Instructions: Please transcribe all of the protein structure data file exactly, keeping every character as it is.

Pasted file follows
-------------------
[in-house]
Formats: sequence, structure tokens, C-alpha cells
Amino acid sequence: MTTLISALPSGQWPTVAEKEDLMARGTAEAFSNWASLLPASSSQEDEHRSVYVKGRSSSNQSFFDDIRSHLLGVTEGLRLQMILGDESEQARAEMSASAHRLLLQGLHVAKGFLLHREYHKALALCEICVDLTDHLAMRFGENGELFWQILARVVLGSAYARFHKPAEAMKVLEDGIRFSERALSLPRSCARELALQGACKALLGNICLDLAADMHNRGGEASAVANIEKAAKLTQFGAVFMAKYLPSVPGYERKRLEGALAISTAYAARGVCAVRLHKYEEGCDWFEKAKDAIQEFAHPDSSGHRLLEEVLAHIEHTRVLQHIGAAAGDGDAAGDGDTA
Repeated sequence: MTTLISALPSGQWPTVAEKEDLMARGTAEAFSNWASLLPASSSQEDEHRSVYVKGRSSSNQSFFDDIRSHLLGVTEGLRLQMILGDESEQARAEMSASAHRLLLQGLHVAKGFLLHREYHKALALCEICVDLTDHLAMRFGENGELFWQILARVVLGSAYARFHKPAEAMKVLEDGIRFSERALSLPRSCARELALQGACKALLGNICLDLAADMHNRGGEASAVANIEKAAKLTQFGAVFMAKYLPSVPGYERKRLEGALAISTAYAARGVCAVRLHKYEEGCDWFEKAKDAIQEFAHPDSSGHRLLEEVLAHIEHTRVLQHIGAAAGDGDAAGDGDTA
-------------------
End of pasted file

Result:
[in-house]
Formats: sequence, structure tokens, C-alpha cells
Amino acid sequence: MTTLISALPSGQWPTVAEKEDLMARGTAEAFSNWASLLPASSSQEDEHRSVYVKGRSSSNQSFFDDIRSHLLGVTEGLRLQMILGDESEQARAEMSASAHRLLLQGLHVAKGFLLHREYHKALALCEICVDLTDHLAMRFGENGELFWQILARVVLGSAYARFHKPAEAMKVLEDGIRFSERALSLPRSCARELALQGACKALLGNICLDLAADMHNRGGEASAVANIEKAAKLTQFGAVFMAKYLPSVPGYERKRLEGALAISTAYAARGVCAVRLHKYEEGCDWFEKAKDAIQEFAHPDSSGHRLLEEVLAHIEHTRVLQHIGAAAGDGDAAGDGDTA
Repeated sequence: MTTLISALPSGQWPTVAEKEDLMARGTAEAFSNWASLLPASSSQEDEHRSVYVKGRSSSNQSFFDDIRSHLLGVTEGLRLQMILGDESEQARAEMSASAHRLLLQGLHVAKGFLLHREYHKALALCEICVDLTDHLAMRFGENGELFWQILARVVLGSAYARFHKPAEAMKVLEDGIRFSERALSLPRSCARELALQGACKALLGNICLDLAADMHNRGGEASAVANIEKAAKLTQFGAVFMAKYLPSVPGYERKRLEGALAISTAYAARGVCAVRLHKYEEGCDWFEKAKDAIQEFAHPDSSGHRLLEEVLAHIEHTRVLQHIGAAAGDGDAAGDGDTA